“I have to think about my son- - ” The back of her shoe bumps against a mirror wall, and both hands come up in front, defensive. Brown eyes seem to gloss over, the black of her pupils widening. The red light seems to do something odd to the skin under her eyes, an unnatural sheen. “Don’t make me hurt you.”

His head shakes vehemently, a vigorous shake like a dog gives when wet, a strange gesture on a man who always seem so deliberate, so methodical in his mannerisms.

“No, no, no. Miss, I don’t want your so-” he begins, stepping forward again, that pleading hand still outstretched, still grasping for her.

But then the mirror rattles behind her when her heel bumps against it. The reflections held captive in the glass shiver and tremble, and his rheumy blue eyes dart that way. “Oh, God,” he groans, before looking back to Delilah — it’s then he sees her eyes growing black, the strange sheen. The danger inherent in the woman standing before him.

“Don’t hurt me,” he wheezes, before he turns to stumble away from her in a hurry, his bony, pale hands reaching out to follow along the mirror’s edges to help him find the gaps that make up the maze.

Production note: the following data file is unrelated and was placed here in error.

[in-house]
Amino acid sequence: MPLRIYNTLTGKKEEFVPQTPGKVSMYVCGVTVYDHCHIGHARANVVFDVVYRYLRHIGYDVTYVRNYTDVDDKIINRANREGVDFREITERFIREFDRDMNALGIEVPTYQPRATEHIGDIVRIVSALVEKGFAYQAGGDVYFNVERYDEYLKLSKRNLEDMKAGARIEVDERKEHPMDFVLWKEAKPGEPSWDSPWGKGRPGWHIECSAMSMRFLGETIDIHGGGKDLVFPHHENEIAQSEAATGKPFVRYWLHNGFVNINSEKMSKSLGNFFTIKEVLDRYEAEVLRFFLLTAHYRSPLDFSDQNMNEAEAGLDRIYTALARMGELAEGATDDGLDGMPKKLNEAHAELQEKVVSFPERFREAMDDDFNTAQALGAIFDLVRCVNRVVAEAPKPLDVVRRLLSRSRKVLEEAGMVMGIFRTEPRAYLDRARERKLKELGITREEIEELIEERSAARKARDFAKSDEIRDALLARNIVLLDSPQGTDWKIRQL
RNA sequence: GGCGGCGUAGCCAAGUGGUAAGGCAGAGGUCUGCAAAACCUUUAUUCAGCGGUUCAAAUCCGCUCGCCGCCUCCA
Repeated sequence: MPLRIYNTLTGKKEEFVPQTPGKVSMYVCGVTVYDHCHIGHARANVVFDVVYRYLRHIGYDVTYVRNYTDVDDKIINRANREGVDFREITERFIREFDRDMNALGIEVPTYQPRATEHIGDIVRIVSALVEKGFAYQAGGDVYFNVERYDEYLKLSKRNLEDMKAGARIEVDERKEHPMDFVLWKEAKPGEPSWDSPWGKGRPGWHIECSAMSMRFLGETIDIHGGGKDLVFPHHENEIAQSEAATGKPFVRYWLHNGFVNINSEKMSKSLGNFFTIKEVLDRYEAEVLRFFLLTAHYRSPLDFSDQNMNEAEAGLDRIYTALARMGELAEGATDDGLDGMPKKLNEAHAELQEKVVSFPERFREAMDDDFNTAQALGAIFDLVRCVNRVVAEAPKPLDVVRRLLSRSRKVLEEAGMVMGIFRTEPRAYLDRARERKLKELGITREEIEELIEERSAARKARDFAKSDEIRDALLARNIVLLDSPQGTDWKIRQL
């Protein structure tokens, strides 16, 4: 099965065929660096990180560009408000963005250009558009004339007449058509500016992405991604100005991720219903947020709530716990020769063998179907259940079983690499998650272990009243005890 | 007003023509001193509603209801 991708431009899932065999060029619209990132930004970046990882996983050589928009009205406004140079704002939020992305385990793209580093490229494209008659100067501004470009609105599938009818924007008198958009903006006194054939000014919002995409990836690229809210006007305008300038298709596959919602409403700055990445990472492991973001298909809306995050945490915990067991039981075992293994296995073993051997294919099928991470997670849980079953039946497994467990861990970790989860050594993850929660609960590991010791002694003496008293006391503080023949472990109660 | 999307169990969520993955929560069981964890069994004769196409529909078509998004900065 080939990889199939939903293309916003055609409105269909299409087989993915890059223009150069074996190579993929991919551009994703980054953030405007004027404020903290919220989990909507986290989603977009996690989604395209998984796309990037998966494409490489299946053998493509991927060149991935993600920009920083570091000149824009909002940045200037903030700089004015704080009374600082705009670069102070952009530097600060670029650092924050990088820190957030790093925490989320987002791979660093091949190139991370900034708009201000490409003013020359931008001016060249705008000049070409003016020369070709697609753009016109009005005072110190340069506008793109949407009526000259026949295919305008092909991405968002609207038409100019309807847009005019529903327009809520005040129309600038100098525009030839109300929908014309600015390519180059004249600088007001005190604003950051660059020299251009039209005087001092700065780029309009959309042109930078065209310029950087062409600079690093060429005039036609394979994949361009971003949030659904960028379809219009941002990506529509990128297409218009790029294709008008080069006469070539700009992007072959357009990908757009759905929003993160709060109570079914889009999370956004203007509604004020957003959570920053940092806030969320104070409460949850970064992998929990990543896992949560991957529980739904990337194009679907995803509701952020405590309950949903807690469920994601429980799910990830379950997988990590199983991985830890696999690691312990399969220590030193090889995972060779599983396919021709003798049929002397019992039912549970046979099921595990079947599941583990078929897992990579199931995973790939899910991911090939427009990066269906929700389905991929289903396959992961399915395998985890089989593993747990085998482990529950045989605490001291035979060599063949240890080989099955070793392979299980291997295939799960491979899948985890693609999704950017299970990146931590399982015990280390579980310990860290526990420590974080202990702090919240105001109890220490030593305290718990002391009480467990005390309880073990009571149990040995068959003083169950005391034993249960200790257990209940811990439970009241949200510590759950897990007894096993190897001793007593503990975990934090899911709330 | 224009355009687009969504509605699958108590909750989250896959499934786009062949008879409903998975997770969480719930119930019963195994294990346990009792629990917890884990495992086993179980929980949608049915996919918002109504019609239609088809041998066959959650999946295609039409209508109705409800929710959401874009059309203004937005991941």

This seems wrong, somehow, but Delilah’s sense of self preservation seems to be winning despite the man’s pleads for her. She remains against the mirror as he steps forward, the sheen at her eyes matching the slick shine of her hands. If the maze contains any blacklight, the patches of secretion will begin to show visibly.

Dee keeps her hands out, palms down in a gesture of the taming sort. And now? Now he’s begging for her not to hurt him before trying to get away. This isn’t right at all. He’s a wolf, not a mongrel. The redhead takes a breath, wiping her hands across her jeans and stepping cautiously after Samson. She can follow the sound of his breathing if not his frame, one hand finding gaps just as he had.

“Samson— then what are you doing here?!” If not for her or her boy? Delilah’s voice holds a waver, clinging to the fear for her family despite her pursuit.

But the next corridor is clear of any sign of him — a hundred Delilahs peer this way and that in mirror image of her own movements. Somewhere in the distance there is a crash of glass as a mirror meets the tile floor. A thousand shards. Years of bad luck — or someone’s violent end?